We don't want a lecture at the Whole Foods checkout from the chick decked out in Lululemon, who just nearly ran over a mother with a stroller, while fighting for a parking spot, in her coexist- and namaste-stickered Prius. (Those things are silent. We can't hear them coming!)
Your car says it for you, we're supposed to coexist. Just because some of us eat meat, doesn't mean we aren't humane or don't care about animals or the environmental impact of our food choices. And quite honestly, we're all ethically complicit. Vegans are not necessarily any less guilty than omnivores.
Did you forage your own grains? No?
Well then, it's pretty much guaranteed that field mice, moles, and rabbits were killed in the cultivation of your soy, wheat, and barley.
Are you eating processed vegan meat-substitutes?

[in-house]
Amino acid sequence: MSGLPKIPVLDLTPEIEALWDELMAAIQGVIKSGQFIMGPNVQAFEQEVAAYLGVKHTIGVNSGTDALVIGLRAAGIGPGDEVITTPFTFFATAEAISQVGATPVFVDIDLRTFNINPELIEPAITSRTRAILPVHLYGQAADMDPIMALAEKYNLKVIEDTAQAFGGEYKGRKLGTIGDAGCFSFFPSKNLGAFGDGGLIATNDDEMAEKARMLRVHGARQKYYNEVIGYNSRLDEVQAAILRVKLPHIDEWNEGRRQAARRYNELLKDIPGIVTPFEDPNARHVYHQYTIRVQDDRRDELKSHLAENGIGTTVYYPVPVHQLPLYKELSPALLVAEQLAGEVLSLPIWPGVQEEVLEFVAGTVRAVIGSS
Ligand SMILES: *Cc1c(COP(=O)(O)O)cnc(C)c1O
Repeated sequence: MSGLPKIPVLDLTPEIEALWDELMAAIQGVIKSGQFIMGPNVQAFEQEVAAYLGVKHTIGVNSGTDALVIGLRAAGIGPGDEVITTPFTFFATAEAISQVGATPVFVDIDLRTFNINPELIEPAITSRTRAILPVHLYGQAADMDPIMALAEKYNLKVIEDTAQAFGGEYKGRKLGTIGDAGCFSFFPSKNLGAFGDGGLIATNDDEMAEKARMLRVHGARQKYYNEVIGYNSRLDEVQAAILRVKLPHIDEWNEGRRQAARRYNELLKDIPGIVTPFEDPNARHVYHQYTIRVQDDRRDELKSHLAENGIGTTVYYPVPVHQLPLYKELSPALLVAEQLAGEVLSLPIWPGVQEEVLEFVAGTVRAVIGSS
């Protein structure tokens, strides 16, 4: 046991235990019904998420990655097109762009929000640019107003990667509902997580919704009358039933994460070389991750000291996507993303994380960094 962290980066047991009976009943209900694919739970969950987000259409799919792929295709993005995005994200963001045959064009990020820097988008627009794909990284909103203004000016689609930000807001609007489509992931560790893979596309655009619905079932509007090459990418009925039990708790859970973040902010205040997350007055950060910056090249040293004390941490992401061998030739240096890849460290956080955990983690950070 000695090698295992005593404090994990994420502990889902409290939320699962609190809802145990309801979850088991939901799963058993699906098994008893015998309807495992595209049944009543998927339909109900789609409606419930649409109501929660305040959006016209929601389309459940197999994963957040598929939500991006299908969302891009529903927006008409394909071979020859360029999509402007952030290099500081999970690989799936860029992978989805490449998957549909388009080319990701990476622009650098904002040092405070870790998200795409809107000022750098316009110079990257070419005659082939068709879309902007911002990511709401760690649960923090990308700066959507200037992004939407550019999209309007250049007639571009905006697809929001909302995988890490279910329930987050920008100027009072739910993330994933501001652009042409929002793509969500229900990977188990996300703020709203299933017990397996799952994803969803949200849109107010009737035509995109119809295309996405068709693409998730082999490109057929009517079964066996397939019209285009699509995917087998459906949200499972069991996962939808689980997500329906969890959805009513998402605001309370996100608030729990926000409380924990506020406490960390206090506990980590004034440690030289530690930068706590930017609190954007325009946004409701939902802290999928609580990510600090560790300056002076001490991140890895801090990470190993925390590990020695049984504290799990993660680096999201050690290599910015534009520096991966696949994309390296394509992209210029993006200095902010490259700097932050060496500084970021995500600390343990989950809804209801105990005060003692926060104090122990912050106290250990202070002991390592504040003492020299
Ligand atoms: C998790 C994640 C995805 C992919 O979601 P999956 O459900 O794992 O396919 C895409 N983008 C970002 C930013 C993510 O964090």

Chances are you're eating copious amounts of genetically modified soy, which leads to all sorts of health problems: liver problems, sterility, immune problems, the list goes on and on.
Another frequently found ingredient in all these soy-based food is hexane. A neurotoxic petrochemical solvent, it's used to make oils, isolated soy proteins, or texturized soy protein (TVP) from soybeans.
And while we're on the subject of soy, the once-upon-a-time super crop is plagued by the same deforestation issues and impacts on wildlife displacement as all other major sources of protein. In addition to run-off and pushing developing countries' farmers off their land, the growth of the soy industry threatens endangered species throughout South America and Asia. As millions of hectares of savannah and forest have been cleared for soy production, animals like jaguars, maned wolves, and giant ant eaters are left with nowhere to live.
The reason I feel the need to address this issue, dear vegan, is I'd like to find common ground. Not everyone is going to dive head first into a diet free of animal products.
Others may want to consider choosing sources of meat that are raised in a humane manner. You may claim there is no such thing as humane meat, but this dear holier-than-thou vegan, is a matter of semantics.